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May 18, 2016 01:55 PM

Seven months ago, a little known church in a small New York town made national headlines after 19-year-old Lucas Leonard died from wounds he’d sustained during a brutal beating that was allegedly carried out by nine of the church’s congregants – including the teen’s own parents and his half-sister.

Lucas and his 17-year-old brother, Christopher, were allegedly clobbered, kicked, and whipped over 12 torturous hours, and now, criminal charges are currently pending against eight different defendants – among them, the church’s 30-year-old pastor, Tiffanie Irwin.

Christopher survived the Oct. 11 attack, which investigators claim followed a declaration from the Leonard brothers that they’d be abandoning their faith and leaving the Word of Life Christian Church.

In this week’s issue, PEOPLE delves deeper into the vicious alleged murder of Lucas Leonard and goes behind the brick walls of the mysterious church to discover what life was like for its members.

Brothers Christopher and Lucas Leonard
Chris Harris

Next month, the cases of Lucas’s half-sister, Sarah Ferguson, 33, and his 65-year-old father, Bruce Leonard, will go to trial. Deborah Leonard, Lucas’ 60-year-old mother, has pleaded guilty to assault and has agreed to serve as the prosecution’s star witness.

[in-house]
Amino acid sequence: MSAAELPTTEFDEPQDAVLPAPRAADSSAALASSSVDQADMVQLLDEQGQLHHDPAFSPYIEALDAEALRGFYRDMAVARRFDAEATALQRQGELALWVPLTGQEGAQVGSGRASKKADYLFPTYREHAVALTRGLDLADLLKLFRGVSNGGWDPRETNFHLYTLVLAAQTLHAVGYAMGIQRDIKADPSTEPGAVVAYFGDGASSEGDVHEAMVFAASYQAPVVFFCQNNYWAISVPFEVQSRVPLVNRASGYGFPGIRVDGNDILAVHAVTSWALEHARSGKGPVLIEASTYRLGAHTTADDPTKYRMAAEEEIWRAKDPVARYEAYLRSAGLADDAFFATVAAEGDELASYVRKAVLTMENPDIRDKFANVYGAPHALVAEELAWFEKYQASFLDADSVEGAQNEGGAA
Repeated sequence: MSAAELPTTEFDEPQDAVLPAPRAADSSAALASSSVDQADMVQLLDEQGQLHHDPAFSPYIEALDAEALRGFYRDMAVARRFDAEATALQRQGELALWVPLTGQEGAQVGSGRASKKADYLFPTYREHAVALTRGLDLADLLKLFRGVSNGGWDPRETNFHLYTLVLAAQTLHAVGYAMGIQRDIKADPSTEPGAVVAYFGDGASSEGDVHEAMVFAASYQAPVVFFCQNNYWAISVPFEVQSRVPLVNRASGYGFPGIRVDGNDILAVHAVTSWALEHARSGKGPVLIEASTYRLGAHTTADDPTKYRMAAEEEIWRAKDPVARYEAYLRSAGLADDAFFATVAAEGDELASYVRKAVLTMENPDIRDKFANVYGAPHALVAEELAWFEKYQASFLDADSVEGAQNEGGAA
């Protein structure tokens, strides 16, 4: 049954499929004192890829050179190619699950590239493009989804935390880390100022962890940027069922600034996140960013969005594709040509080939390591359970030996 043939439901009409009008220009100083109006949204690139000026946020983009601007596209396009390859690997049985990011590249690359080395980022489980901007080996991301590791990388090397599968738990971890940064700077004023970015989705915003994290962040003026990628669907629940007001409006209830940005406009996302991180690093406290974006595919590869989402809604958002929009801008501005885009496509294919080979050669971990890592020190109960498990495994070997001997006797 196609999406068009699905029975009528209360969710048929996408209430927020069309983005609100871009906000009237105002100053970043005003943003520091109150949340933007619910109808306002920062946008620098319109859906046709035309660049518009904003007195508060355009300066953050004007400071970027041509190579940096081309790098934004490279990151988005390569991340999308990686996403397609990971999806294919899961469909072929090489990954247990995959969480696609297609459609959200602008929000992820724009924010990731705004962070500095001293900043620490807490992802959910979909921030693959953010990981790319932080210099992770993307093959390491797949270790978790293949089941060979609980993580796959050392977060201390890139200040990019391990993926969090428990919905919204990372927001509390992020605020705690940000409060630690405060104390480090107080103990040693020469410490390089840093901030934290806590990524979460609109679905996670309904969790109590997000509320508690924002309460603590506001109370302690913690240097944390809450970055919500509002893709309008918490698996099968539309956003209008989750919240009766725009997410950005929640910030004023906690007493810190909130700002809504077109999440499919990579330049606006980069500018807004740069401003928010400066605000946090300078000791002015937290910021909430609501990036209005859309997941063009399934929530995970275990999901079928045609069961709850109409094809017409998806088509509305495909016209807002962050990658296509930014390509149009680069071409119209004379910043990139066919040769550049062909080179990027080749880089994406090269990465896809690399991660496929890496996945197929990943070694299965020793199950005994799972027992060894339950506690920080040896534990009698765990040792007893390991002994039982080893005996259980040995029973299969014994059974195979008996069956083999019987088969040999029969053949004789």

The nature of the attacks in the church’s sanctuary room, as well as its secretive proceedings, led several in the media to question whether the Word of Life Church is, in fact, a cult group.

While law enforcement officials have shied away from such characterizations, one of the world’s foremost experts on fringe organizations has a firm opinion on the matter:

“After looking into the church’s history, this group, in my opinion, fits the core definition of a destructive cult,” explains Rick Ross, who founded the Cult Education Institute, based out of Trenton, New Jersey. “Most cults are small, family-based groups like this is, with members who’re largely related. And in this group, if you left the church, you were damned.”